Messaging apps are a prime platform for companies to reach their online users — especially as more and more people are perpetually on these chat apps.
In turn, as messaging services seek to diversify their monetization models and increase revenue streams, many of them are cleverly tapping on the thirst of companies to reach out to a mass audience easily but in a personalized manner, and allowing customers to connect in real-time with companies.
For example, Japanese messaging app Line has been promoting official accounts to firms.
However, being on a messaging platform is not an easy task — and that’s where TextPride steps in to help mobile messaging apps bring users and brands closer together.
According to TextPride, brands have questioned whether their presence on a messaging platform is appropriate as “direct messages from companies feel forced, and no one wants to feel pitched over a text message.” The startup also explains that the process is fraught with difficulties, such as negotiating with the messaging apps in question, creating appropriate content to be placed on these apps and quality control.
The challenge doesn’t only lie with the brands, though. TextPride notes that it takes a huge amount of work for apps to deal with hundreds or thousands of brands that may all demand different styles of artwork. It also requires a lot of effort from the apps to secure a licensing agreement. Evan Wray, the co-founder of TextPride, tells TNW:
So rather than deal with all this stuff individually with hundreds or thousands of brands, apps only have to deal with TextPride, and the app can concentrate on creating the amazing experience that its users enjoy.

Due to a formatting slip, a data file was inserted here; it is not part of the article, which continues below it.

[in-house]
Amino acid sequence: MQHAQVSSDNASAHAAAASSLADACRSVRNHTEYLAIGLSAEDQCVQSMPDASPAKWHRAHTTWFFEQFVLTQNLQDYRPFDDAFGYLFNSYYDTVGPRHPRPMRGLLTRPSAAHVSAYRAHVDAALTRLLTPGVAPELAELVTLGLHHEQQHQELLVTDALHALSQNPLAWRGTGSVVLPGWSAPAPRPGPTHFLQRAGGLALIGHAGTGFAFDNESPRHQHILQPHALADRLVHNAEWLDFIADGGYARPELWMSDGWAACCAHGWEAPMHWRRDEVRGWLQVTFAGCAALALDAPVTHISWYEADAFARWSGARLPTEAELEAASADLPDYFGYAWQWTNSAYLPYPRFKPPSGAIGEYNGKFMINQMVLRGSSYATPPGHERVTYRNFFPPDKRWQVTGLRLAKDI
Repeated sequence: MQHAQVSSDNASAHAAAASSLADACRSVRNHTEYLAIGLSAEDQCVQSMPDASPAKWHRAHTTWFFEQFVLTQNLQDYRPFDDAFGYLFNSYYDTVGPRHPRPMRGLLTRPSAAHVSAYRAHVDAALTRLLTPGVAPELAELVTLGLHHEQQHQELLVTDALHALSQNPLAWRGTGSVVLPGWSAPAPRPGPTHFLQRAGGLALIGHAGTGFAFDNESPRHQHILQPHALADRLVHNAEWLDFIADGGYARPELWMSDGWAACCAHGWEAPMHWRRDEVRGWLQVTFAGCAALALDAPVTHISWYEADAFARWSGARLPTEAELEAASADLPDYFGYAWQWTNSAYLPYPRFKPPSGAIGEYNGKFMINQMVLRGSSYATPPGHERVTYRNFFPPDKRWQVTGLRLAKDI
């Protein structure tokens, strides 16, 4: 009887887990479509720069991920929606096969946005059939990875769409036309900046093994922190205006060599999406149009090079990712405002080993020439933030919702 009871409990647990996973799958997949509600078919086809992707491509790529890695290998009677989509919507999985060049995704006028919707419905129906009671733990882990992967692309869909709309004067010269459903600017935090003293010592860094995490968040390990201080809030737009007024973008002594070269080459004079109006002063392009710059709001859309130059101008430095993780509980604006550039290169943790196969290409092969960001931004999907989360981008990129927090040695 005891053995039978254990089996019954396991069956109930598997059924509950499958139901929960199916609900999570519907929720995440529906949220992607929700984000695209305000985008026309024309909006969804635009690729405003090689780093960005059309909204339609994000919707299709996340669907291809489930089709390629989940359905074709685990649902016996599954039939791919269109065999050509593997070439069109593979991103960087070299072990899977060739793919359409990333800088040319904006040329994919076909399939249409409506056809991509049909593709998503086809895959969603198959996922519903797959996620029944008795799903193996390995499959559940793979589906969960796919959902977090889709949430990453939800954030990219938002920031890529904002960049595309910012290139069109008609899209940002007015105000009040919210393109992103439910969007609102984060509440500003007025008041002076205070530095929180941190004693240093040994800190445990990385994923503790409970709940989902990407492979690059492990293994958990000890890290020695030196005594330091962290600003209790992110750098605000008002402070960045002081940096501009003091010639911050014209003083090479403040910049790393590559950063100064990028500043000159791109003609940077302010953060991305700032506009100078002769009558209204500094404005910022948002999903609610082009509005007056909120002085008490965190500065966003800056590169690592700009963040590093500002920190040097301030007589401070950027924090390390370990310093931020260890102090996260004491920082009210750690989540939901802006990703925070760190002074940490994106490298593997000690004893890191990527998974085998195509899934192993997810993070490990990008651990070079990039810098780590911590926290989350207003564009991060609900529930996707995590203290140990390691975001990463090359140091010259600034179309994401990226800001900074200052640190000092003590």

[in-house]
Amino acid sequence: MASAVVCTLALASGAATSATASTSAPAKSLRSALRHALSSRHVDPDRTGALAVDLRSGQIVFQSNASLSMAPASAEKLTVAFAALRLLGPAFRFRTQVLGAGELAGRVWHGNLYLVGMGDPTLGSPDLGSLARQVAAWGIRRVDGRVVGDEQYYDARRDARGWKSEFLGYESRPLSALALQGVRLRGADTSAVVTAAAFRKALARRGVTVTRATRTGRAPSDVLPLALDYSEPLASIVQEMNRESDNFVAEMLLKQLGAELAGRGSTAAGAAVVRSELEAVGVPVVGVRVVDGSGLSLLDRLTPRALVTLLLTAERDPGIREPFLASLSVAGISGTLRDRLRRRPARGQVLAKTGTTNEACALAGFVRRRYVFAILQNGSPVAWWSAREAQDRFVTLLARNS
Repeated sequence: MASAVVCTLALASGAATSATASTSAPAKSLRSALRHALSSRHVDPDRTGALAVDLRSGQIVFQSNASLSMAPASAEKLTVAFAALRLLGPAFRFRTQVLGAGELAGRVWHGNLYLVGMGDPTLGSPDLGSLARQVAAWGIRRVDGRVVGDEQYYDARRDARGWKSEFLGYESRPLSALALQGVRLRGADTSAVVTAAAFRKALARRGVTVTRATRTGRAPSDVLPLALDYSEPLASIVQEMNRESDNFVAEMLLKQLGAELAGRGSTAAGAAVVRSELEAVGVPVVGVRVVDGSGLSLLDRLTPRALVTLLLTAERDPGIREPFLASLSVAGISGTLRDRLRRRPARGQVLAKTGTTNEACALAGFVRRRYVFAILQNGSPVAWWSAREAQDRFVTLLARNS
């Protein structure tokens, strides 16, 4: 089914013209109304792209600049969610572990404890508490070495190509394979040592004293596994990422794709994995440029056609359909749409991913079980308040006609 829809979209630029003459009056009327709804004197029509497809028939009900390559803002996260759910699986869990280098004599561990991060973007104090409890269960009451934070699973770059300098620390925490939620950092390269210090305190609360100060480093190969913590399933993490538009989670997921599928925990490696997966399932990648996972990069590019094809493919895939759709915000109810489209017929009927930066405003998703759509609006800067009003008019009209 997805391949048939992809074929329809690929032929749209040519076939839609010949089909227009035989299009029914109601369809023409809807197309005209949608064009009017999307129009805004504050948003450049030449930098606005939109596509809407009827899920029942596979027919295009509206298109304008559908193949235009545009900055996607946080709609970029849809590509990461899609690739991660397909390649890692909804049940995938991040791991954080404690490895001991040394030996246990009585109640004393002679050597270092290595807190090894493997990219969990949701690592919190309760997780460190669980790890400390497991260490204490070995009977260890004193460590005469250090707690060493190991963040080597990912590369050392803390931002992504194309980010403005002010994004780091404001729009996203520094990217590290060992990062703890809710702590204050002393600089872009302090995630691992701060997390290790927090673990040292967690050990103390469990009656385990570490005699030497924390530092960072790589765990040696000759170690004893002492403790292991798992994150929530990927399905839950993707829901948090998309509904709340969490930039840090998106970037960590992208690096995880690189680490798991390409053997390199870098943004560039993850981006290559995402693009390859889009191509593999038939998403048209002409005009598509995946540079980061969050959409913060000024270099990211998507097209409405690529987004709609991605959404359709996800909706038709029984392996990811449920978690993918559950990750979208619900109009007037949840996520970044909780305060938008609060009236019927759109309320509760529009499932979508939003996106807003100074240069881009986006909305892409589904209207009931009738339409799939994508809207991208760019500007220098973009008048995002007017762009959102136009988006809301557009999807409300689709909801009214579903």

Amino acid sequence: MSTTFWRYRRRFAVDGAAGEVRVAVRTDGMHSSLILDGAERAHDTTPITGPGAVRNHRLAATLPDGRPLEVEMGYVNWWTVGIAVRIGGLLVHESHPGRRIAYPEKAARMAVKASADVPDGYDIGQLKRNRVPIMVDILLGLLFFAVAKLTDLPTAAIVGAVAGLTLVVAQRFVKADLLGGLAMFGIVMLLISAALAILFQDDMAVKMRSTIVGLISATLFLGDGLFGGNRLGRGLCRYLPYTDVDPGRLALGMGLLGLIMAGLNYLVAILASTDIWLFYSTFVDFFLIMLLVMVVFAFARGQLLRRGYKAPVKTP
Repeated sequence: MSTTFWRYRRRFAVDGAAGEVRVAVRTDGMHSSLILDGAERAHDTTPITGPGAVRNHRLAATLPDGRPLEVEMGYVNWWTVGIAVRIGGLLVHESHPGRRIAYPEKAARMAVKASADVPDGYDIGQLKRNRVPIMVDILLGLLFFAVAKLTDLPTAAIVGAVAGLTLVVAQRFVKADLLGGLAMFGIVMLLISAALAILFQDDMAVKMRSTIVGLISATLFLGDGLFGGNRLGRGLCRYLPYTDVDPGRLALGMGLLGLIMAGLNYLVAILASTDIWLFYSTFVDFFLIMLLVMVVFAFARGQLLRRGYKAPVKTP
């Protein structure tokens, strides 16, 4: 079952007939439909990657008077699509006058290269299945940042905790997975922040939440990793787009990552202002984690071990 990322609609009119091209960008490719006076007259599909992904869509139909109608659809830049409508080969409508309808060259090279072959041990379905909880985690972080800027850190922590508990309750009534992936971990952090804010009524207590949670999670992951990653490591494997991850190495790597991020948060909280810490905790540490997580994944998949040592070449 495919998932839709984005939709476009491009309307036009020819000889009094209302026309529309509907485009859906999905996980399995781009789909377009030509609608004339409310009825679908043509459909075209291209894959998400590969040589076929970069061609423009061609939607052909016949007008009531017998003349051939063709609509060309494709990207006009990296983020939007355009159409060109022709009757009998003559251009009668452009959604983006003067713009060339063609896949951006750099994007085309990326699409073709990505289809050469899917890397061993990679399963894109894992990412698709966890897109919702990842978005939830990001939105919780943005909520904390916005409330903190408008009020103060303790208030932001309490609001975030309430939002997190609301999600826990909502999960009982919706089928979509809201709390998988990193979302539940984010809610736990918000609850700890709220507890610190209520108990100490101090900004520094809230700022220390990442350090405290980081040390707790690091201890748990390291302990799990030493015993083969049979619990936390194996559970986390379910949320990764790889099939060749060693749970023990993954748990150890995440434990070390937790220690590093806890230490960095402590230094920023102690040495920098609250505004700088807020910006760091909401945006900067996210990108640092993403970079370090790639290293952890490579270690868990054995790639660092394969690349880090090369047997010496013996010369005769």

It’s also worth mentioning that even if brands are approached, they often don’t want to work with individual apps for the reasons mentioned earlier — it’s a lot of time, money and overhead for just one platform, and many apps have never done licensing before so it can turn into a headache for the brand.
The startup has just raised $1 million in seed funding to carry out this middleman role between messaging platforms and brands.
How it works: TextPride first educates brands about the concept and potential of being on a messaging app, then it works with the brand to come up with a licensing agreement. Once that is in place, Textpride will collaborate with the brand and a team of illustrators to create mobile messaging-specific content that match the brand image, such as emoji and stickers.
“Brands enjoy working with us primarily for three reasons –it’s one central touch-point for access to a huge distribution channel (millions of users over our various app partners) and separately, our expertise with licensing and mobile,” Wray tells us.
Textpride has already struck more than 200 licensing agreements with sports and entertainment brands, including Miramax Studios.
Part of Textpride’s $1 million seed funding will go to expanding its domestic and international licensing portfolio, and increasing its platform reach by bringing new app partners on board — even those outside of mobile messaging.
The company declined to reveal its exact messaging partners right now, but Wray tells us the launch will be in the “very near future” and the apps will collectively represent hundreds of millions of users.
As for Asia, the region where messaging services first started expanding in a big way beyond just messaging — Wray says that it is really the “proving ground” for the mobile sticker market.
“We’re bullish on (the) growth of (the) worldwide sticker market and the opportunity for brands to become part of that. This is a trend that has been in its adolescence but is starting to mature specifically in Western cultures, and we see markets around the world mirroring the growth Asia has seen,” Wray says.
As brands start to take note of the rise of messaging platforms, which could possibly form a wave that may sweep social networking sites off their feet, Textpride is well-placed to take advantage of this new way for brands to market themselves by simply being one of the first-movers in this industry.
Headline image via Shutterstock